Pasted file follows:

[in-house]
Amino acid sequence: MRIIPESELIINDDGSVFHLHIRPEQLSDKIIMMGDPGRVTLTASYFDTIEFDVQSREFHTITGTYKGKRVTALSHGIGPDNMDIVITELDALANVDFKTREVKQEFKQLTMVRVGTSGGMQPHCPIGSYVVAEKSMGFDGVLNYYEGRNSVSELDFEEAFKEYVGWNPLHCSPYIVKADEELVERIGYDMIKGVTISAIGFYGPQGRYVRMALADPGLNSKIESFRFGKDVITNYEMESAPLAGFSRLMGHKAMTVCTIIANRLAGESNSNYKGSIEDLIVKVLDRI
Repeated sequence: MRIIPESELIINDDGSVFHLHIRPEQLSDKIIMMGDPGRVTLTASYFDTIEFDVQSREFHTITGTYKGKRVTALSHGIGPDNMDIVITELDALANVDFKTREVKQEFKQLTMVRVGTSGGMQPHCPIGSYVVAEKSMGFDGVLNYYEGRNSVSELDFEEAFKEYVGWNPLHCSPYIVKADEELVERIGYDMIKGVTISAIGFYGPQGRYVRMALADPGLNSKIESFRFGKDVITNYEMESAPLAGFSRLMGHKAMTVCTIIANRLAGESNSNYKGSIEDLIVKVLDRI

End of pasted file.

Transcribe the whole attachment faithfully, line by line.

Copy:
[in-house]
Amino acid sequence: MRIIPESELIINDDGSVFHLHIRPEQLSDKIIMMGDPGRVTLTASYFDTIEFDVQSREFHTITGTYKGKRVTALSHGIGPDNMDIVITELDALANVDFKTREVKQEFKQLTMVRVGTSGGMQPHCPIGSYVVAEKSMGFDGVLNYYEGRNSVSELDFEEAFKEYVGWNPLHCSPYIVKADEELVERIGYDMIKGVTISAIGFYGPQGRYVRMALADPGLNSKIESFRFGKDVITNYEMESAPLAGFSRLMGHKAMTVCTIIANRLAGESNSNYKGSIEDLIVKVLDRI
Repeated sequence: MRIIPESELIINDDGSVFHLHIRPEQLSDKIIMMGDPGRVTLTASYFDTIEFDVQSREFHTITGTYKGKRVTALSHGIGPDNMDIVITELDALANVDFKTREVKQEFKQLTMVRVGTSGGMQPHCPIGSYVVAEKSMGFDGVLNYYEGRNSVSELDFEEAFKEYVGWNPLHCSPYIVKADEELVERIGYDMIKGVTISAIGFYGPQGRYVRMALADPGLNSKIESFRFGKDVITNYEMESAPLAGFSRLMGHKAMTVCTIIANRLAGESNSNYKGSIEDLIVKVLDRI